Staffing shortages in the NHS workforce are a growing conversation, which is directly impacting patient care, could inclusive recruitment and retention practices, especially for BAME workers facing additional barriers, be the remedy?
Staffing shortages: poor support and COVID-19 fears
According to health system think tank The King’s Fund, staff shortages in the NHS workforce are “widespread” across disciplines. They cite COVID-19 as a factor for the shortages and increased pressure on existing staff, but that isn’t the whole story.
In May 2020, Florence, a platform connecting care providers in need of staff for vacant shifts with nurses and carers, surveyed 1100 nurses and carers to understand the effect COVID-19 was having on their lives and work. Their findings revealed that healthcare staff required more mental health support as well as better shielding from COVID-19, where 87% were concerned about contracting the virus at work. Furthermore, 42% believed they already contracted COVID-19 through work.
In terms of mental health support, 58% said it wasn’t a priority, or was inadequate in their workplace. Negative mental health scoring has also trebled with the pandemic, with 16.5% scoring themselves three or below on a 1-5 scale pre-crisis, compared with 48% now.
Fiona Millington, Chief Nurse at Florence said: “it’s clear that the mass exodus has been due to low job satisfaction amongst NHS staff. The COVID pandemic is largely responsible for an increasing strain on frontline nurses. The pressure and stress of working increased hours amid the pandemic have caused mass burnout and fatigue.
“In addition to this, contracting COVID-19 itself or suffering from long COVID is certainly a major factor contributing to burnout of NHS staff. Guardian research conducted last year revealed that at least 77,000 hospital staff in England caught coronavirus during the pandemic, while there were nearly a quarter of a million absences for COVID-related reasons. Furthermore, it’s become widely accepted that the long-term effects of COVID can be serious, causing symptoms weeks or months after the infection has gone.”
While Florence’s findings reveal the factors which are undoubtedly contributing to attrition levels in the NHS and an understaffed workforce, it doesn’t take into account how low career progression prospects, workplace discrimination and COVID-19 exposure are affecting retention levels among BAME healthcare workers specifically.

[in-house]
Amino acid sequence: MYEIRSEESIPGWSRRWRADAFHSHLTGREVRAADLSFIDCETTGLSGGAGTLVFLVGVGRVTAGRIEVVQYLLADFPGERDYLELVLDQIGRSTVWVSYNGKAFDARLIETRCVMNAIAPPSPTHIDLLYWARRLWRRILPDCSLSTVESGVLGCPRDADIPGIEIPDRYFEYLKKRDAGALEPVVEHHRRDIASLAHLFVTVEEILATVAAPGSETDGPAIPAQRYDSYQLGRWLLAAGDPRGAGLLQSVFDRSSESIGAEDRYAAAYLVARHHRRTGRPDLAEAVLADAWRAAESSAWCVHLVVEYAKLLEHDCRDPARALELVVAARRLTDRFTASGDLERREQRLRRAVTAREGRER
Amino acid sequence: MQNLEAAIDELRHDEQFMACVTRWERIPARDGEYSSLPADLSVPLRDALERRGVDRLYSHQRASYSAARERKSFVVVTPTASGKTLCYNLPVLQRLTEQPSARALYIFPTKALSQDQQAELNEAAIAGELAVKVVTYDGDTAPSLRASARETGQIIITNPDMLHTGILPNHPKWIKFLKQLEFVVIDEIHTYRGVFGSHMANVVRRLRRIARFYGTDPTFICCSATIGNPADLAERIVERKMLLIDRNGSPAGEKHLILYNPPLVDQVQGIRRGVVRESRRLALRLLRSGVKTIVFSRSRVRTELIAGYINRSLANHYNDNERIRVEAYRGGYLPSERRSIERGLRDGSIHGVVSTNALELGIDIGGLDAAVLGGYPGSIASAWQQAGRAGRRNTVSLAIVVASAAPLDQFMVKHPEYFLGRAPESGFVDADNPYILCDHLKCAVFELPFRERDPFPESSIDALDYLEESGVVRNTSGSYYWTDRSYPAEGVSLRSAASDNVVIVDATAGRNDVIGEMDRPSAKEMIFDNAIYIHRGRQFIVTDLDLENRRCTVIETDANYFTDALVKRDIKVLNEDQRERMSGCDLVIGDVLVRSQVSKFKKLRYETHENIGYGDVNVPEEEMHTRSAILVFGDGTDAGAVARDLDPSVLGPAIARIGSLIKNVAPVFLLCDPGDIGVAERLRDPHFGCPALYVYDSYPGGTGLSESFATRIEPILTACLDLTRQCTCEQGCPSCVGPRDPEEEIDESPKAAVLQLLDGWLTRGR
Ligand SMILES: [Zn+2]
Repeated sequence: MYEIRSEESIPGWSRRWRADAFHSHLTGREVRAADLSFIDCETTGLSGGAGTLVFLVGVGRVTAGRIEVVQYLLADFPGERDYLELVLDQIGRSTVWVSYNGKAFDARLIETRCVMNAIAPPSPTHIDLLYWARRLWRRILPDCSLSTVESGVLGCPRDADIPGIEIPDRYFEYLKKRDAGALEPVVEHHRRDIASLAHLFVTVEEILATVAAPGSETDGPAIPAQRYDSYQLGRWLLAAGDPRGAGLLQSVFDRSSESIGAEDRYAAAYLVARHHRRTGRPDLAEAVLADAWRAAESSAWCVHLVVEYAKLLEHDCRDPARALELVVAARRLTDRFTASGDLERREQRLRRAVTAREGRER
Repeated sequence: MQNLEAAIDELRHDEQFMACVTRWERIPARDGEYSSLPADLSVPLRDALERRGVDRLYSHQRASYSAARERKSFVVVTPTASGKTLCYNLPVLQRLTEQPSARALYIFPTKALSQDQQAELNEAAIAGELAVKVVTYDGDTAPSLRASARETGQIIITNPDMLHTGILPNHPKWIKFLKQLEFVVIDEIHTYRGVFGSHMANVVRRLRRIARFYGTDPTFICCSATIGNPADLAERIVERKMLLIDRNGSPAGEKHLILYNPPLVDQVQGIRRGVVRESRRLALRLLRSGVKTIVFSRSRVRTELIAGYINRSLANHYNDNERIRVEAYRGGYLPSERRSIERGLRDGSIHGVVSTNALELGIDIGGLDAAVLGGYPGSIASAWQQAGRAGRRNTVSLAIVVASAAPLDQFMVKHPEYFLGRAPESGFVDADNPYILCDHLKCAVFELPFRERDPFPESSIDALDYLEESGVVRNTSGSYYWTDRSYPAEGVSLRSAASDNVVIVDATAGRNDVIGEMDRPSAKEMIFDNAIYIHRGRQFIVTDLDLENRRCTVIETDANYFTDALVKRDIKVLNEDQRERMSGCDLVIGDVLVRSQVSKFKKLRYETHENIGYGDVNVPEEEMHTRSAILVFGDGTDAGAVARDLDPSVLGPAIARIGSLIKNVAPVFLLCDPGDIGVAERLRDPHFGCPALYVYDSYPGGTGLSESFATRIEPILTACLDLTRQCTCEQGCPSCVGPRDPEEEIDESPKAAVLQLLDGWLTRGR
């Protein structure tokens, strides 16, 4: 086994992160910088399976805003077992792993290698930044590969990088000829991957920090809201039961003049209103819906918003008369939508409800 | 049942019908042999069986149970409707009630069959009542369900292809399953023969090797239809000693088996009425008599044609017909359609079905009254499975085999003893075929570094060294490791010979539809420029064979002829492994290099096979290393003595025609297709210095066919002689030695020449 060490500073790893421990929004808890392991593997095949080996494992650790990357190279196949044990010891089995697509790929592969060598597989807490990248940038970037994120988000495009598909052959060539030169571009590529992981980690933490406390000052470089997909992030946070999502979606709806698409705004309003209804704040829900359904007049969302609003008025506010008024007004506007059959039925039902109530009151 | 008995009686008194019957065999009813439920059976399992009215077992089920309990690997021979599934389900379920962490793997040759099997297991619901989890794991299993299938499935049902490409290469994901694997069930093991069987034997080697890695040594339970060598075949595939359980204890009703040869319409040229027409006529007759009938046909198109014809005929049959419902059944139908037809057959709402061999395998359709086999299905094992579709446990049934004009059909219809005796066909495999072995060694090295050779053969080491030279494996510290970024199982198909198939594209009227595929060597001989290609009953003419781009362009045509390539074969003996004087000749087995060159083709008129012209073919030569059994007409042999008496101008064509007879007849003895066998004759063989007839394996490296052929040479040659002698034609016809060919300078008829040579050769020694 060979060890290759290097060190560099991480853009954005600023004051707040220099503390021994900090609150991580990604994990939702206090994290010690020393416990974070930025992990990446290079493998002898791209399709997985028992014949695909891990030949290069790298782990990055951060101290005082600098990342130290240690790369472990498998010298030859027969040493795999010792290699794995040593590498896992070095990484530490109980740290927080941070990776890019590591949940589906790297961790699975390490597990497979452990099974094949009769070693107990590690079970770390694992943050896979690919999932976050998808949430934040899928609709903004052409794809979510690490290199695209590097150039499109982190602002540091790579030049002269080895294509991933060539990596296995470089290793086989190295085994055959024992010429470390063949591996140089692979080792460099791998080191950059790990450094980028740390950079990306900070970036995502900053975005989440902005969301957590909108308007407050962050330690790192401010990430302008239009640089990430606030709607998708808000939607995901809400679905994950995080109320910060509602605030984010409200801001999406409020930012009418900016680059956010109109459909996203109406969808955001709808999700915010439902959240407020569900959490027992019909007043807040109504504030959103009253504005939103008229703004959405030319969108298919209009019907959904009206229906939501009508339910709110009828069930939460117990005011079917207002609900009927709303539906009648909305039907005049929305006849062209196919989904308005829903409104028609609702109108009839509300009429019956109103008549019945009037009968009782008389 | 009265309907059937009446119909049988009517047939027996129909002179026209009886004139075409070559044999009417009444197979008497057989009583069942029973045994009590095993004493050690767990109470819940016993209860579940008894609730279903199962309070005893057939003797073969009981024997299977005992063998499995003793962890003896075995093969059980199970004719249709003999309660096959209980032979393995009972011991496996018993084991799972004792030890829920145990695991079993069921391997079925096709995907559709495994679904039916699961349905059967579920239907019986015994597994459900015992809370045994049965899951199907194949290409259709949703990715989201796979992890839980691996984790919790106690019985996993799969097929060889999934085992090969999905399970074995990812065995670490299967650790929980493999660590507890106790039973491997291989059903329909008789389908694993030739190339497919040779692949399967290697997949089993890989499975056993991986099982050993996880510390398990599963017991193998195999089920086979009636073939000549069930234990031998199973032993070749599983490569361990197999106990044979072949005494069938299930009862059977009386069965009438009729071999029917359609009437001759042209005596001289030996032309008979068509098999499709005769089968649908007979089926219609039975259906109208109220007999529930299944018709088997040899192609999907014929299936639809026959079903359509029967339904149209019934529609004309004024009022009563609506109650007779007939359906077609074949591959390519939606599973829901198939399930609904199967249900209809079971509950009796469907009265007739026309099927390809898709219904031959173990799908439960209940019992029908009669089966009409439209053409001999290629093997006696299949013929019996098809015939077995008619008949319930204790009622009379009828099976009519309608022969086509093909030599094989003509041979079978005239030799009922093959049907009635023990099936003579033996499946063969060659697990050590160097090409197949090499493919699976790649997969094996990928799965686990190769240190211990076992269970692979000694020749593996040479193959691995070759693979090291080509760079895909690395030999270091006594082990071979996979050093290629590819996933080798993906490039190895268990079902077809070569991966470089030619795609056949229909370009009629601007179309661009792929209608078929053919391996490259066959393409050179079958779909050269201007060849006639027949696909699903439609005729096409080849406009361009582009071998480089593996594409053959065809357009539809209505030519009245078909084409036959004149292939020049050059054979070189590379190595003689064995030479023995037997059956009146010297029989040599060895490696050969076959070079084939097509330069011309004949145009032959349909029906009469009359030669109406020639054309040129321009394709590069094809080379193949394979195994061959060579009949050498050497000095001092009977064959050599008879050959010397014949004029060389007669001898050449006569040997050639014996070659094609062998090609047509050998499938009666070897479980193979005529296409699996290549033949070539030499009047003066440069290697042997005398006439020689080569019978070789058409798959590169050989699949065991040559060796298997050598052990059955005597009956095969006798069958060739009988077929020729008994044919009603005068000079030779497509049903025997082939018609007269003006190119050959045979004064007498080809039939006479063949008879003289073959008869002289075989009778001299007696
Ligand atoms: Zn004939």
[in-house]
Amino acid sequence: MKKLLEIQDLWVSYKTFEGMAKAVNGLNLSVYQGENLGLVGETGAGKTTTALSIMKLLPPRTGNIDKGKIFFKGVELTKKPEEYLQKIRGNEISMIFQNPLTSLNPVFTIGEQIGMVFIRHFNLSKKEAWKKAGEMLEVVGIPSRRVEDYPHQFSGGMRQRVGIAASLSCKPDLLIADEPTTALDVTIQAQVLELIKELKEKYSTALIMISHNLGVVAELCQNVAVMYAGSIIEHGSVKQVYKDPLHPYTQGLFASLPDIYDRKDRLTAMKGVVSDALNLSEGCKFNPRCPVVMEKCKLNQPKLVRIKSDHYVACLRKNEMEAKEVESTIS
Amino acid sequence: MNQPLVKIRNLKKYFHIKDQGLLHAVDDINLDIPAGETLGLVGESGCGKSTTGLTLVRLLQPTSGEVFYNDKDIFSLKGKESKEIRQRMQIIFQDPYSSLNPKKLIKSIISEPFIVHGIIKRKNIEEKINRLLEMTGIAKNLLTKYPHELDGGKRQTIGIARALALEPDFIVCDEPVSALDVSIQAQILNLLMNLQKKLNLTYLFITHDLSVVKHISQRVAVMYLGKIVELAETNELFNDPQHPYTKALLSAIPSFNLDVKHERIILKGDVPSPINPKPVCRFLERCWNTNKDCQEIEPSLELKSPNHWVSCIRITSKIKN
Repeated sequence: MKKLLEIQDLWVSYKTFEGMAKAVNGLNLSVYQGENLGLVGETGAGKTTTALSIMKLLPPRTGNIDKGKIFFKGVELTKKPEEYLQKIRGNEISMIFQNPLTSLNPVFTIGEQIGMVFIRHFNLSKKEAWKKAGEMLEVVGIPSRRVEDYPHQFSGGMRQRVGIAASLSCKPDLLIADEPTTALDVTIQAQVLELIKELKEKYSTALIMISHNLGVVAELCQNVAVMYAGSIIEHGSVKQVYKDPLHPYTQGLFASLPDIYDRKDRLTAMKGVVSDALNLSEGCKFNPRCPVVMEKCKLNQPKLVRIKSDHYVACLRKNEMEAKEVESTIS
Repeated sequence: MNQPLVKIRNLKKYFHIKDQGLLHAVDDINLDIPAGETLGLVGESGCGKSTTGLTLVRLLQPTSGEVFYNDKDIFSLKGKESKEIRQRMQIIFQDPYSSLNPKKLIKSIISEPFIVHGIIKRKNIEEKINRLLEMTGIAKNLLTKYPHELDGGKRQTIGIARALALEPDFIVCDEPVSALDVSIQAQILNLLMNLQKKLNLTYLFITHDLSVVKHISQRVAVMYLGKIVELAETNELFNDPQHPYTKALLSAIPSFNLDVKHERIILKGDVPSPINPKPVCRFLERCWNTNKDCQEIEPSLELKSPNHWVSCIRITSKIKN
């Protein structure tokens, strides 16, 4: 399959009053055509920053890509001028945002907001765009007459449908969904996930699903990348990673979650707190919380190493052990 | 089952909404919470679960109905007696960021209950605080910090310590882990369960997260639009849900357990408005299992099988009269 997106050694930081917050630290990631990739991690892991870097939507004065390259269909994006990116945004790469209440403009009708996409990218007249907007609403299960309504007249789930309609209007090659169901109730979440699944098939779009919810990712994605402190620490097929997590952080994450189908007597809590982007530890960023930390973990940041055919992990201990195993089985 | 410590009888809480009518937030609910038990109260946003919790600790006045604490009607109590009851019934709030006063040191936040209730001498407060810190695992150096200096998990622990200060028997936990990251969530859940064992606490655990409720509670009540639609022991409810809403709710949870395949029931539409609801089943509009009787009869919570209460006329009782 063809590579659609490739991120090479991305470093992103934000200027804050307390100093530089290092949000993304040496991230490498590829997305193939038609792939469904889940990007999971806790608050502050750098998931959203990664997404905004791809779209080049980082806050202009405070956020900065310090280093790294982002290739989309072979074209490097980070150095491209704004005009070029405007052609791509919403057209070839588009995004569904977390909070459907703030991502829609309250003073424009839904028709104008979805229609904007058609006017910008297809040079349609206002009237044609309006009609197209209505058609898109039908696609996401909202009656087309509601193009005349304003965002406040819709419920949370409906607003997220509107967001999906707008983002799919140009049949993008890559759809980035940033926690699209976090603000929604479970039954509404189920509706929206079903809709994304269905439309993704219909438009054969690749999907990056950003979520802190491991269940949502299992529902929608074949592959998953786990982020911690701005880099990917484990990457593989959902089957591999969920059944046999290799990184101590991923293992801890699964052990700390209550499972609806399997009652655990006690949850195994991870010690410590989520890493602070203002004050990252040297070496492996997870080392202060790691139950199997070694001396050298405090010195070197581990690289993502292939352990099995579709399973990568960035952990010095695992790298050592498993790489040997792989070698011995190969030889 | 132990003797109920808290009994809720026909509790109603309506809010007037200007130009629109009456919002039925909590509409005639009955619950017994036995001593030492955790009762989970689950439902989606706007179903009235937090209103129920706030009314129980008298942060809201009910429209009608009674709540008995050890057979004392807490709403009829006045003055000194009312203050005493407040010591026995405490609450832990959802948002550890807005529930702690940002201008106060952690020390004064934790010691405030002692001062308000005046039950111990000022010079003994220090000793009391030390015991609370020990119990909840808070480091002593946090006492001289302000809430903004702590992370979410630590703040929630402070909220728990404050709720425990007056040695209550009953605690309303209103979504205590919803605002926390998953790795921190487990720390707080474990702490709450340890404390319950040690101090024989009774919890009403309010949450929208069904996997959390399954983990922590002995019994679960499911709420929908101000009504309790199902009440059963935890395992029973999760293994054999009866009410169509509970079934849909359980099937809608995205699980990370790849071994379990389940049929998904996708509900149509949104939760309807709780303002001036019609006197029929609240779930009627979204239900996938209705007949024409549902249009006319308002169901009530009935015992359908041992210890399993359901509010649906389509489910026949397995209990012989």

The extra barriers facing BAME healthcare staff
Black, Asian and Minority Ethnic (BAME) are reasonably well represented in the healthcare workforce, yet many are missing from senior roles and face racially-based discrimination in the workplace. Their experience only worsened during COVID-19 in frontline roles, with ethnic minorities known to have been more negatively impacted by the virus.
Should the NHS fill their current workforce deficit with inclusive recruitment practices that get more ethnic minority talent into healthcare roles, this will be redundant if they don’t embed career progression and retention initiatives like mentorship, regular reviews and support from inclusion-minded management, and crucially mental health and networking support for those that could be facing stress due to working through COVID-19 as well as workplace discrimination.
In this article, you learned that:
- In terms of pandemic era mental health support, 58% of nurses and carers said it wasn’t a priority, or was inadequate in their workplace.
- At least 77,000 hospital staff in England caught coronavirus during the pandemic.
- Black, Asian and Minority Ethnic (BAME) are reasonably well represented in the healthcare workforce, yet many are missing from senior roles, face racially-based discrimination at work and were more vulnerable to COVID-19 in frontline roles.